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Aluminum sorption by plants as influenced by calcium and potassium

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Item Summary

Title:Aluminum sorption by plants as influenced by calcium and potassium
Authors:Gangwar, Mahendra Singh
Keywords:Plants -- Effect of aluminum on
Plants -- Effect of calcium on
Plants, Effect of potassium on
Soils -- Hawaii
Date Issued:1967
Abstract:The uptake of K, Ca and Al by plants was studied in three steps: first, adsorption; second, absorption by excised roots; third, uptake by the intact plants. Cation exchange capacities of the plant roots were as follows: Ananas comosa (pineapple) 7.0, Saccharum officinarum (sugarcane) 9.5 Zea mays (corn) 13.6, and Desmodium canum (kaimi clover) 20.0 m. e. per 100 g. dry roots. Cation adsorption on root surface was observed to be a function of plant species, cation involved and cation concentrations in equilibrating media. The adsorption of Ca and AI on roots of all species increased with increasing cation exchange capacities. However, the adsorption of K was preferential on corn roots. The amount of cations adsorbed increased with their increasing concentrations in equilibrating media. The effects of one cation upon the adsorption of another cation A were reciprocal. At equivalent cation concentration in the saturating solution, cation adsorption by all roots decreased with increasing cation valency. The Al adsorption was influenced by the complementary cation, being higher with Ca than with K. In pineapple and kaimi clover roots, aluminum depressed the sorption of Ca, but stimulated that of K at low concentration. A highly significant correlation was observed between adsorption and absorption of individual cations within each plant species. It is suggested that absorption of a cation is related to its adsorption and amount of appropriate metabolically produced carrier by roots. Pot experiment was conducted to investigate the effect of 5, 20 or 60 percent Ca and 1 or 10 percent K saturations on the dry matter yield and mineral composition of corn and kaimi clover. When the soil pH was allowed to vary from 5.2 to 7.0 depending upon K and Ca applications as hydroxides, K added in excess of 1 percent saturation decreased the yield of both plant species at all levels of Ca. At pH 4.9, corn yield increased by increasing K saturation at 20 or more percentage Ca, but markedly depressed at 5 percent Ca saturation. However, regardless of Ca levels, the yield of kaimi clover decreased with higher K saturation. The amount of cations distribution from the root to the top was shown to depend considerably on the individual ions. More than 80 percent K and Ca absorbed were in the' plant top, but most of Al remained in the roots. Apparently plants differ in their capacity to transfer Al into their aerial portions. The net translocation of Al in kaimi clover was twice than that in corn.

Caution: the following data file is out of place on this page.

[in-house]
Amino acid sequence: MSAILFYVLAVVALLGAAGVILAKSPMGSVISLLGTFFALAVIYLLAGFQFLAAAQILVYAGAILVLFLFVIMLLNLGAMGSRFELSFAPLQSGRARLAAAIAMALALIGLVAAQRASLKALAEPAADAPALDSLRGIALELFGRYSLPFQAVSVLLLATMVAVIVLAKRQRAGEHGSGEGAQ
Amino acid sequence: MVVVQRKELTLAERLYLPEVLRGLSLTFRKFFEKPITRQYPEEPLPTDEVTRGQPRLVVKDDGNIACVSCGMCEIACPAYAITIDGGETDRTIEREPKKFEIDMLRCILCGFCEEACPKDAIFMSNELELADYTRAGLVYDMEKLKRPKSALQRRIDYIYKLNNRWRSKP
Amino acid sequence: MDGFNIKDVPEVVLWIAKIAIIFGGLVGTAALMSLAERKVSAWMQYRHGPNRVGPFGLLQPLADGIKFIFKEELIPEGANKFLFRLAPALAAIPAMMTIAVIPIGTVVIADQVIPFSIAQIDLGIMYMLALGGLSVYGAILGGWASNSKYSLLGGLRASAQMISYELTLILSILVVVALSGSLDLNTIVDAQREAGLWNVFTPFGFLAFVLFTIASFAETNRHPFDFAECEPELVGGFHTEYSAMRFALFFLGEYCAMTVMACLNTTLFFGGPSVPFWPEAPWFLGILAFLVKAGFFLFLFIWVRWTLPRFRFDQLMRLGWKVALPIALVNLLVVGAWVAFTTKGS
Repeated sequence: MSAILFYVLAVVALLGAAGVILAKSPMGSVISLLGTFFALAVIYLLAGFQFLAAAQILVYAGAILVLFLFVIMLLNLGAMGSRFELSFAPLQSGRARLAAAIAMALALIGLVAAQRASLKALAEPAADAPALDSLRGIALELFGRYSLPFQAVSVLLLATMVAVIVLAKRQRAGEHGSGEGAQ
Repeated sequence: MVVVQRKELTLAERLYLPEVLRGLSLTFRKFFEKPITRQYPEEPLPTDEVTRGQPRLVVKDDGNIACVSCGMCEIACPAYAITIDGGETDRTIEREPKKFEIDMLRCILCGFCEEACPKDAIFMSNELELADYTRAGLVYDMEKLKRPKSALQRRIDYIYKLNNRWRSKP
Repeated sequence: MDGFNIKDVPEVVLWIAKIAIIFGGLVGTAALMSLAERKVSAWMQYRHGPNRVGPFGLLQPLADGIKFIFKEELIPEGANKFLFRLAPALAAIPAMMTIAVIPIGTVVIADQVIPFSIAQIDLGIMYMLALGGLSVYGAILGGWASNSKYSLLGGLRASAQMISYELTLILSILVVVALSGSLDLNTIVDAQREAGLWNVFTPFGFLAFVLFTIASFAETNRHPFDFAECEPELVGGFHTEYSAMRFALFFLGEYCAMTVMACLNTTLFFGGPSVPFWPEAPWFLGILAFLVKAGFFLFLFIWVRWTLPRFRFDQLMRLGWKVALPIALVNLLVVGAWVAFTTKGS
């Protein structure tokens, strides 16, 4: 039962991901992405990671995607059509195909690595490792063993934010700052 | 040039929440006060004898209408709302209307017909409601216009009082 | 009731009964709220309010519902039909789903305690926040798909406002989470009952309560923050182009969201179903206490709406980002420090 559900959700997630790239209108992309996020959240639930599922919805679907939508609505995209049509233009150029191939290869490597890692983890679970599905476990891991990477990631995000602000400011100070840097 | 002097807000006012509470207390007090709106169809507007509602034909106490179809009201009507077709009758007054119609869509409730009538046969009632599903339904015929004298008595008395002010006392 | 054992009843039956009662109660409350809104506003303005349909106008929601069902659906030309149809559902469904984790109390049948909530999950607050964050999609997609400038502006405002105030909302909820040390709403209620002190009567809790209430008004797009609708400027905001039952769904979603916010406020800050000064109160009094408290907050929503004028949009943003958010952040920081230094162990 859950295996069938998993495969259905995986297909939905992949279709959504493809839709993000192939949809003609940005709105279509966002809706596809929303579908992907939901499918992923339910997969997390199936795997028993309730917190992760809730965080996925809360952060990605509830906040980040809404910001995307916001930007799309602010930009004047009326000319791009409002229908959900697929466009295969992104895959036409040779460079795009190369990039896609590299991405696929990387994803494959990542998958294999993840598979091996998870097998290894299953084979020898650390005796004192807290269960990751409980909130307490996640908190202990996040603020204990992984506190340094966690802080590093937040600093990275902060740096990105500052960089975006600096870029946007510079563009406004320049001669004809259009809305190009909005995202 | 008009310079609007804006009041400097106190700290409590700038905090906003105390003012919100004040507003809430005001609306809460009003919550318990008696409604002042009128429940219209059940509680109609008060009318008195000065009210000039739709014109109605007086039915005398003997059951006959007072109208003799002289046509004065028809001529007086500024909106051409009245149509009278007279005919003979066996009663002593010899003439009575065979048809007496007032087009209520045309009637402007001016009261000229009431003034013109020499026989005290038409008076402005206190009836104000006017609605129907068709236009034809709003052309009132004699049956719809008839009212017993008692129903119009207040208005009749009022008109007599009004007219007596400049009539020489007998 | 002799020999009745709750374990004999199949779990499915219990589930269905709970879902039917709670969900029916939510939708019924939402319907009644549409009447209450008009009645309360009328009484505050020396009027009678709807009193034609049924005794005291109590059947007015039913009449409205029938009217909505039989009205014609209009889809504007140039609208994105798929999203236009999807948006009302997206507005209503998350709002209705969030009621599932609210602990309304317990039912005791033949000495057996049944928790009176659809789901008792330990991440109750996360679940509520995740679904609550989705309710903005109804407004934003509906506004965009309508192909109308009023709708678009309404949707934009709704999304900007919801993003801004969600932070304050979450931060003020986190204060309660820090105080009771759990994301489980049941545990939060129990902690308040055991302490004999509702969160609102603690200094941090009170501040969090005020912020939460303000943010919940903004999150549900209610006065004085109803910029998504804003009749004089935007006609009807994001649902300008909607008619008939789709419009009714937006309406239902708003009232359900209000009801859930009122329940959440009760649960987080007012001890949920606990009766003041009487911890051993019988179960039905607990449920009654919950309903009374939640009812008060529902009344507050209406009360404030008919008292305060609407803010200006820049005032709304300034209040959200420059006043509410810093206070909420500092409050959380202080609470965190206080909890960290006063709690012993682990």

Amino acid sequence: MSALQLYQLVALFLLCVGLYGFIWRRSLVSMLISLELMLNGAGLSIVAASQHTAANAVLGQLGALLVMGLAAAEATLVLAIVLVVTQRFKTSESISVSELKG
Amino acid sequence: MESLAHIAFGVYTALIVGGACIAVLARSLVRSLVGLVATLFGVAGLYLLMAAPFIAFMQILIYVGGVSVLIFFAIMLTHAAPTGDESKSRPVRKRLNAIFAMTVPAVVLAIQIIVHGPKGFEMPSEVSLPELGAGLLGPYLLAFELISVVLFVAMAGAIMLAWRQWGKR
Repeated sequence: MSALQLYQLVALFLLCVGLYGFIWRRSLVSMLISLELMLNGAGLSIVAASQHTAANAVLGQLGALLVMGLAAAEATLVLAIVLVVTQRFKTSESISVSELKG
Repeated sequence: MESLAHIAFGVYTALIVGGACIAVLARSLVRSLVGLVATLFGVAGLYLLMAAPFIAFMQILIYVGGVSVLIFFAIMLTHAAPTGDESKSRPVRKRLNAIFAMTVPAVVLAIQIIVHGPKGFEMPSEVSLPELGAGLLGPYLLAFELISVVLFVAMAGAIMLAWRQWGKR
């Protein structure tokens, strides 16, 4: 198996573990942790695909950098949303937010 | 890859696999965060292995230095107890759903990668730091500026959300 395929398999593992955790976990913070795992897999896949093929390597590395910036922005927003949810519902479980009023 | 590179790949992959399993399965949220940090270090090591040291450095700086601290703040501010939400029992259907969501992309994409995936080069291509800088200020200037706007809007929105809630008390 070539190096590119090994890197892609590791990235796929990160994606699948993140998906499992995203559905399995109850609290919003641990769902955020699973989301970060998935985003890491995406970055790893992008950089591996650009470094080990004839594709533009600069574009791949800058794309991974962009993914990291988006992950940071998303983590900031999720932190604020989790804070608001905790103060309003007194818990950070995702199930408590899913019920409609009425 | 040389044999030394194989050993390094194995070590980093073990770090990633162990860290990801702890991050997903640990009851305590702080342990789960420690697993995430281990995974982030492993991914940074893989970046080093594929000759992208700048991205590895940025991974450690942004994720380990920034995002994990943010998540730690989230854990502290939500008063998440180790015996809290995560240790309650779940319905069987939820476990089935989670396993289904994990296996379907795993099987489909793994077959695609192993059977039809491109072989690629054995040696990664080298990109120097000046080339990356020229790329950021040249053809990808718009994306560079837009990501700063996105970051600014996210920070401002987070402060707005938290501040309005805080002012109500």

Thesis (Ph. D.)--University of Hawaii, 1967.
Bibliography: leaves 145-152.
xiii, 152 l illus., tables
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Appears in Collections: Ph.D. - Soil Science

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